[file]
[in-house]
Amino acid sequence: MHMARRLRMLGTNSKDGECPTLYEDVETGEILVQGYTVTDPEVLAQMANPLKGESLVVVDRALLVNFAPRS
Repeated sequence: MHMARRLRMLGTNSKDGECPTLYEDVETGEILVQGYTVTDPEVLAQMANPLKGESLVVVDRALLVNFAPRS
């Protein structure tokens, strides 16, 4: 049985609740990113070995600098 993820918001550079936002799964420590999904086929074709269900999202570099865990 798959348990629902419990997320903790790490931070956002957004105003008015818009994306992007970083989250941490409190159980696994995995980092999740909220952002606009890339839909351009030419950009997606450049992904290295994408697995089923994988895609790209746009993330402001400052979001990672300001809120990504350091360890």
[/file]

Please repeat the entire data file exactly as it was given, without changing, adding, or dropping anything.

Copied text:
[in-house]
Amino acid sequence: MHMARRLRMLGTNSKDGECPTLYEDVETGEILVQGYTVTDPEVLAQMANPLKGESLVVVDRALLVNFAPRS
Repeated sequence: MHMARRLRMLGTNSKDGECPTLYEDVETGEILVQGYTVTDPEVLAQMANPLKGESLVVVDRALLVNFAPRS
């Protein structure tokens, strides 16, 4: 049985609740990113070995600098 993820918001550079936002799964420590999904086929074709269900999202570099865990 798959348990629902419990997320903790790490931070956002957004105003008015818009994306992007970083989250941490409190159980696994995995980092999740909220952002606009890339839909351009030419950009997606450049992904290295994408697995089923994988895609790209746009993330402001400052979001990672300001809120990504350091360890």